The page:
There are many incredible stories of heroism in real-life, some in my own family. However, since you included the realm of fiction in your question my choice is Paul Bäumer, the main character of “All Quiet on the Western Front”.
Sharing Paul’s story as a German soldier during World War I enables civilians to understand, at least somewhat, not only how combat veterans think, but why. When the reader finally understands the meaning of the book’s title it should haunt them.
I firmly believe that if those in power actually read this book there’d be fewer wars.
“Don’t tell me the moon is shining; show me the glint of light on broken glass.”
I’m often asked “how do you become a writer?”. Sure, they teach creative writing classes, but they’re nothing more than elaborate practice sessions. Writing is an organic thing – it’s a feeling. That being said, I just ran across this quote. No one can teach you how to write, but if you understand what he’s saying on an instinctive level then you may have what it takes!
I was on the verge of submitting to CHBB/Hot Ink when I read this information. I followed up by reading this thread:
Talk about dodging a bullet! Hopefully, by sharing this information others can avoid the trap as well.
My blogs date back to 2011, but in truth I’ve only been using them about 2 weeks. There’s been quite a learning curve in those two weeks – you all have been very patient while I figured out the blogosphere.
The generosity of the online writing community has sparked a renewed feeling of optimism in me. Over and over I’ve asked “newbie” questions only to be flooded with detailed (and often hilarious) replies. When I needed examples, fellow authors offered their own sites to learn from and coached me along the way. At all turns I’ve encountered an unshakable “we’re all in this together” attitude that has, in turn, encouraged me to produce much higher quality journals than I might have otherwise.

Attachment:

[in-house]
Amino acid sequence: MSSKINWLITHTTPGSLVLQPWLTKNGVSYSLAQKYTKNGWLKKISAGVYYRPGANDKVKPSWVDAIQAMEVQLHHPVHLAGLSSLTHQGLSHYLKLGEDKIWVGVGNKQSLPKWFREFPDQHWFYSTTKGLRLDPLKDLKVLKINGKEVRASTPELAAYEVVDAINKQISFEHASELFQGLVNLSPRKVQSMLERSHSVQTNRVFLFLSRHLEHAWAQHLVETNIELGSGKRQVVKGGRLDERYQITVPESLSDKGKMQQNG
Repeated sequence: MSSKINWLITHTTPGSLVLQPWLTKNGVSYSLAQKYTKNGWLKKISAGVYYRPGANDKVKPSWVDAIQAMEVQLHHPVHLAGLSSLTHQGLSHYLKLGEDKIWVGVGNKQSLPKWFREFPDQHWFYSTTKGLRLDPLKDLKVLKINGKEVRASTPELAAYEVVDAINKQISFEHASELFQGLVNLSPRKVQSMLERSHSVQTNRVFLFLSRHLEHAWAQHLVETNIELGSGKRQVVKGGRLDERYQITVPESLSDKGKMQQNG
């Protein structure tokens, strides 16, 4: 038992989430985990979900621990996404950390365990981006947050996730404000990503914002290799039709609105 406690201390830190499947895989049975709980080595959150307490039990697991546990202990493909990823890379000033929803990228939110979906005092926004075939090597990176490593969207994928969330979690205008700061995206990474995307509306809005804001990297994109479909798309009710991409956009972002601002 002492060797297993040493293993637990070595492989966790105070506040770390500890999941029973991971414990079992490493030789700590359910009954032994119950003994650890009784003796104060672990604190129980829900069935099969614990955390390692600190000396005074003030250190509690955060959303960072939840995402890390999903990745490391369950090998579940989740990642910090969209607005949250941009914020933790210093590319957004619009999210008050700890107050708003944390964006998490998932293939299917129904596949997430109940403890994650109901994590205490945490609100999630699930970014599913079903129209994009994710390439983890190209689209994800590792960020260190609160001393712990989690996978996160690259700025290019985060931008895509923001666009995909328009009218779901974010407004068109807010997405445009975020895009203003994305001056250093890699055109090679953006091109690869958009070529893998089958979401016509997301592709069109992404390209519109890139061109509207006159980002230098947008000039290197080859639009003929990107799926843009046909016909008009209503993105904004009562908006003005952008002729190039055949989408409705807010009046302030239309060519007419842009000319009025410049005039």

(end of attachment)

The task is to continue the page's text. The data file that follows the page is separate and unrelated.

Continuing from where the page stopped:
To those who follow my blogs, to those who have helped me along the way, please accept my thanks. In return please do not hesitate to let me know if I can return the favor. If I can explain something about blogging, coach about writing, offer sympathy about a diagnosis or just offer encouragement about your project, all you need to do is ask.
After all – we really are all in this together.
So here’s the first 12 books I put on my new Kindle. An excellent indication of my “deserted island” reading list!
- Jane Eyre – Charlotte Bronte
- A Confederacy of Dunces – John Kennedy Toole
- The Grapes of Wrath – John Steinbeck
- The Handmaid’s Tale – Margaret Atwood
- The Long Walk – Stephen King
- 1984 – George Orwell
- The Prince – Niccolo Machiavelli
- The Sparrow – Mary Doria Russel
- The Stand – Stephen King
- Brave New World – Aldous Huxley
- A Christmas Carol – Charles Dickens
- The Witching Hour – Anne Rice
And where is All Quiet on the Western Front? Not available on Kindle. Rats!
List 15 Authors that influenced your life. Wow, only 15? Don’t think too hard – limit: 15 minutes.
Hunter S. Thompson
Mary Doria Russell
Honorable mention to Jonathan Edwards & St John de Crevecoeur, not so much for the writing but for the mental images that came with it. Interesting lesson. And to John Adams, again not so much for what he wrote, but in the value he placed upon the written word. That made a profound impact on me.
Ha! I did the first 14 in about 2 minutes, then I spent the rest of the time figuring out who to end the list with! Some of them inspired me to write. Some of them taught me how to be a writer. One of them did both, then showed me all the things NOT to do, which was a fantastic lesson. All have changed my life.
Fifteen books you’ve read that will always stick with you. They don’t have to be the greatest books you’ve ever read, just the ones that stick with you. First fifteen you can recall in no more than 15 minutes.
1. The Hobbit/Lord of the Rings (YES it counts as one book). Tolkein
2. Jane Eyre – Charlotte Bronte
3. The Witching Hour – Anne Rice
4. The Complete Works of Edgar Allen Poe
5. The Sparrow – Mary Doria Russell
6. The Tibetan Book of the Dead
7. All Quiet on the Western Front – Erich Maria Remarque
8. Shogun – James Clavell
9. The Hitchhiker’s Guide to the Galaxy – Douglas Adams
10. 1984 – George Orwell
11. The Long Walk – Stephen King
12. The Stand – Stephen King
13. Brave New World – Aldous Huxley
14. The Handmaid’s Tale – Margaret Atwood
15. Sorrell & Son – Warwick Deeping